Bill Cameron is another blogger who gives the idea of showing compassion to Megrahi short shrift:

We are all going to die some day – it’s part of human existence, indeed of every living creature. The fact that someone happens to be dying of some incurable disease in prison does not make them any more deserving of ‘compassion’ than any other criminal serving a prison sentence who happens to be going to die there.

For Indygal it is not about showing compassion to Megrahi as much as it is about showing compassion to his family.

However, Subrosa is of the opinion that Megrahi and his family has already been treated very well. She contrasts Megrahi’s reported treatment from the NHS. He “appears to have had several specialists looking after his health”, while other sufferers of prostate cancer have had just one specialist.

Scottish Politics says:

To allow Mr al-Megrahi to die in a Scottish prison would be vengeance, not justice and it is important for the sake of our society that this distinction is always uppermost in our minds. Vengeance is rarely just and never merciful and breeds only resentment and hate.

Big Rab thinks that compassion is more important than retribution.

Compassion is surely one of the more endearing traits of the human condition. It is something which separates civilised and barbaric societies.

Revenge, retribution and punishment to the extent that they should be visited upon a man already dying and who poses no further threat or potential to harm anyone, no matter what he is accused or convicted of, is surely not the motif of a mature democtratic, civilised and dare I say it Christian society?

Or is it still an eye for an eye?

The contrast with mainstream opinion in the USA is made by many as it became clear how strong feeling was across the pond.

David Farrer posted his perspective to an American audience.

With incredulity, Jeff wrote on Twitter about a comment left by an American reader. “Fuck you, you bunch of dress-wearing twats.” Nice!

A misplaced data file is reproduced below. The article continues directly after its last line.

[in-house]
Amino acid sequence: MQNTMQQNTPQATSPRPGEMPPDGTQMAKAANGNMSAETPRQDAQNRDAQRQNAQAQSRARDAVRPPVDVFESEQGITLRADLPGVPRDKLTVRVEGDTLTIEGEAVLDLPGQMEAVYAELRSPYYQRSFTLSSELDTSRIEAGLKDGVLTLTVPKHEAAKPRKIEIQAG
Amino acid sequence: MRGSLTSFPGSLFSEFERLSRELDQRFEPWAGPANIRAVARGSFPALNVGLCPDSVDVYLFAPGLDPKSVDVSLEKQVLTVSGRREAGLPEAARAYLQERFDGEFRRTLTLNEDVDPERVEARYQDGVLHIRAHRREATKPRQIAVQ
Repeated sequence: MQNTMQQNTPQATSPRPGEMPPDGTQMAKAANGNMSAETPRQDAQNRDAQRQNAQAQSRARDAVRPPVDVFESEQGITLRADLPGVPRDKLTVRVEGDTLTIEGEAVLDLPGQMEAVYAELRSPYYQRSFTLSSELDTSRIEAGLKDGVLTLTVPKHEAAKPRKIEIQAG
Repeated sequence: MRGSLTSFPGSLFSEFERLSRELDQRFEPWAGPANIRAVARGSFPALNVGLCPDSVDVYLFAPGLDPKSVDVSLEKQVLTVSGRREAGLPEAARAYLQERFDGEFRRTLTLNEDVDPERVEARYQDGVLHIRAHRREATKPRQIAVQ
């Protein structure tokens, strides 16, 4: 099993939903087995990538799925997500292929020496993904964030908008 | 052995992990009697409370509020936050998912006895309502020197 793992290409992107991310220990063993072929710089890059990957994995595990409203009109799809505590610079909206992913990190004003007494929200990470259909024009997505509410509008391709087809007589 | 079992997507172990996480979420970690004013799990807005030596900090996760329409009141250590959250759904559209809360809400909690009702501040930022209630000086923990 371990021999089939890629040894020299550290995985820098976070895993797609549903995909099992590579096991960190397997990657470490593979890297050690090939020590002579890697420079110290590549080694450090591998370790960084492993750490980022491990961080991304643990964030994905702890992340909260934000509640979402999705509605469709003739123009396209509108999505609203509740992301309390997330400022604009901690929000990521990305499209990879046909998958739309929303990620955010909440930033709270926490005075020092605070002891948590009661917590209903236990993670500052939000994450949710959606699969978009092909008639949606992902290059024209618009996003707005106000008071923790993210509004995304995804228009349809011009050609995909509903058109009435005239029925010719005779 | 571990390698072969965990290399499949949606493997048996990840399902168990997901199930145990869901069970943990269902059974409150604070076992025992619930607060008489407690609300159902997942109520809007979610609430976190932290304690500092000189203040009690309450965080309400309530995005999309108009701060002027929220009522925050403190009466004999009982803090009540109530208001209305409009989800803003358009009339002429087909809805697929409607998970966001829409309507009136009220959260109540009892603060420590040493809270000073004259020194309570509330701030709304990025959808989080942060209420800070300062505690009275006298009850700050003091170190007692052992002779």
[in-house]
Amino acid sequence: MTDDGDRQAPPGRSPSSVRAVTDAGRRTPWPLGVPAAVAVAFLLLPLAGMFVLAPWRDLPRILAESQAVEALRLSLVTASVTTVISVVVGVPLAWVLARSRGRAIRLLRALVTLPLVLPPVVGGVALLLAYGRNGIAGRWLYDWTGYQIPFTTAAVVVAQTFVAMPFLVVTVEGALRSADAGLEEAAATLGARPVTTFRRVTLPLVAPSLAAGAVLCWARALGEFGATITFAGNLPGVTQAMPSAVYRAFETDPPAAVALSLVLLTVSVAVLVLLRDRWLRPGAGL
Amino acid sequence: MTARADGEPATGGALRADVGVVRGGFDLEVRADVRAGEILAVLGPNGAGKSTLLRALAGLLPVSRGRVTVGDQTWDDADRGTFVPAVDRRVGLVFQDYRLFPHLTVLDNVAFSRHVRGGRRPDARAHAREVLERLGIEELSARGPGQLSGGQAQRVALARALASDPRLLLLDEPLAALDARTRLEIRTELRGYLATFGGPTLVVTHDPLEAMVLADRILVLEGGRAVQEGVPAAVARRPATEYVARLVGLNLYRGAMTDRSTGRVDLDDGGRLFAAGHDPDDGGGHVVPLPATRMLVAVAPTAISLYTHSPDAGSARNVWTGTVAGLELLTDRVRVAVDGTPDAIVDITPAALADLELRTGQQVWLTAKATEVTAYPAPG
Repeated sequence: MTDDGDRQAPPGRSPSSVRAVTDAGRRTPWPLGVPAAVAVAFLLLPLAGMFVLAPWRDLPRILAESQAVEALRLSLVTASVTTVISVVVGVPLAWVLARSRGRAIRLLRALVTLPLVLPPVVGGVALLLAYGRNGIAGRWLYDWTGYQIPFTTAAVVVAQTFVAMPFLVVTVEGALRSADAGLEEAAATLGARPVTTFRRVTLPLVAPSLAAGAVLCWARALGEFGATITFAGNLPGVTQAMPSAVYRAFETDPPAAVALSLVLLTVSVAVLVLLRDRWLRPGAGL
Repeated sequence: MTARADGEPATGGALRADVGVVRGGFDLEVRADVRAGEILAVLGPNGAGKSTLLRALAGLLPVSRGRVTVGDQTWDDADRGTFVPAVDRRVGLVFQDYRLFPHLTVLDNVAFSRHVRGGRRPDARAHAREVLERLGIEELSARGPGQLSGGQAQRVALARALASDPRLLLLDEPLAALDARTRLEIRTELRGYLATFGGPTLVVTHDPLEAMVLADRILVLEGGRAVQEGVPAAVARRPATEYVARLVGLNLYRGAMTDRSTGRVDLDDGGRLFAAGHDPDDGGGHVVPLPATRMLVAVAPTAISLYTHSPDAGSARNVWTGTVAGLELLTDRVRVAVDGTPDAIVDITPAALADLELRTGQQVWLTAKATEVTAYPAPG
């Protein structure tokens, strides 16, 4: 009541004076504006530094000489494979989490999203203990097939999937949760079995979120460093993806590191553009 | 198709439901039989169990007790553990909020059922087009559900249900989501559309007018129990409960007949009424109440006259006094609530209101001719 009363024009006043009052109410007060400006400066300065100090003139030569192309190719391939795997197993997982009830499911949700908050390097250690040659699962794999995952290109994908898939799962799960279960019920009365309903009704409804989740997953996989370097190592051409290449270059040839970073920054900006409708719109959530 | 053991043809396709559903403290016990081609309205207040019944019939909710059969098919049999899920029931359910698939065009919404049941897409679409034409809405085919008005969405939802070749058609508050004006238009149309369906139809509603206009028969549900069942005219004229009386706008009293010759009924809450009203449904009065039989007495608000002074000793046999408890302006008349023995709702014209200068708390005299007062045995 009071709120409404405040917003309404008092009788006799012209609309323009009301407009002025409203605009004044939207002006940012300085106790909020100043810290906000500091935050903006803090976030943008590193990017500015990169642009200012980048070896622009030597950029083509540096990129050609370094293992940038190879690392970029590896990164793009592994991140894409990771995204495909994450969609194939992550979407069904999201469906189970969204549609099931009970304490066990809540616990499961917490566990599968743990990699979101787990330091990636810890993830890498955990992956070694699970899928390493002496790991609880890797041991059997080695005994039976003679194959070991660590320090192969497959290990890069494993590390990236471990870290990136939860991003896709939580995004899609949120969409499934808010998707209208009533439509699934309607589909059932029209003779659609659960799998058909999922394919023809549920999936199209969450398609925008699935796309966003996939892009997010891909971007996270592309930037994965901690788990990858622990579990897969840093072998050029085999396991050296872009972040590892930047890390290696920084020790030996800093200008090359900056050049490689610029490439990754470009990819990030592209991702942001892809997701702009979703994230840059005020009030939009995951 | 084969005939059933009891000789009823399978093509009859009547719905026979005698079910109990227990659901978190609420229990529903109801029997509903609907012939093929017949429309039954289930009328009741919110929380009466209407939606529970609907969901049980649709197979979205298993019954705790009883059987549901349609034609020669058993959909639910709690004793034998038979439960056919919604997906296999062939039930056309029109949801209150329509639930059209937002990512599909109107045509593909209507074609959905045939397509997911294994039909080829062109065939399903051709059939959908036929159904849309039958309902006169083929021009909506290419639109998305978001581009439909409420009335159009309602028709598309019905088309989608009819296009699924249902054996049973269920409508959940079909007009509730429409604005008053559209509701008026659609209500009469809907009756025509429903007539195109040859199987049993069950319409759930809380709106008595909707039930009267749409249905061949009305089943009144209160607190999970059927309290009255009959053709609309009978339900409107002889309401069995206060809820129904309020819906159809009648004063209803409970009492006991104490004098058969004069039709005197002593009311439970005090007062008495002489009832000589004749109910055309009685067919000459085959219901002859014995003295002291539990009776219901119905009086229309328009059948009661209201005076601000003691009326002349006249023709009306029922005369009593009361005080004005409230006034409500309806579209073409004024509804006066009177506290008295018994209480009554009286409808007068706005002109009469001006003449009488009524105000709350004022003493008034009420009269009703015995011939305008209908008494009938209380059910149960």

Scottish Roundup also received a comment from an American last week while the story was bubbling under:

I’d suggest a compromise. Release him over his home country of Libya from an aircraft flying at 31,000 feet; the same altitude that Flight 103 was flying at when the bomb was detonated. Give him an oxygen tank so he can breathe during the drop and remain conscious, but omit the parachute so he gets an idea of what the people on that flight endured prior to coming to earth. From that altitude, the fall to earth would take approximately 3 very long minutes. This monster deserves as much compassion as he showed to his victims.

Big Rab spotted a website called Rab notes: “I don’t recall similar boycott calls when young healthy and potentially active terrorists were released under the Good Friday Agreement (which incidentally paved the way for the outbreak of peace in Ireland) and of course neither should there have been.”

A similar note was struck by Stephen Glenn:

…of course there was no outcry about a mockery of justice from America about early release of Northern Ireland Terrorists who had killed in total more than that fateful night, many of whom showed no remorse. Indeed when Mo Mowlam stalled the release programme in 1999 when the IRA had broken the terms on arms procurement it was the Americans who spoke to urge her to carry on. Of course the Northern Ireland release programme was the right thing to do in the light of the peace process just as al-Megrahi’s is right in terms of his own imminent death.

Mr Eugenides had a slightly different take on the compassion angle:

…if we were really so concerned about allowing a man with cancer of the ass to see out his days with a degree of dignity, why the fuck did we send him out to the plane dressed as a ned?

All-in-all, Jeff struggled to understand many of the reactions to the story, describing other bloggers as “rabid”, “boneheaded”, “momenarily los[ing] leave of her senses” and “vacuous” among other things. Click through for the 800 word version.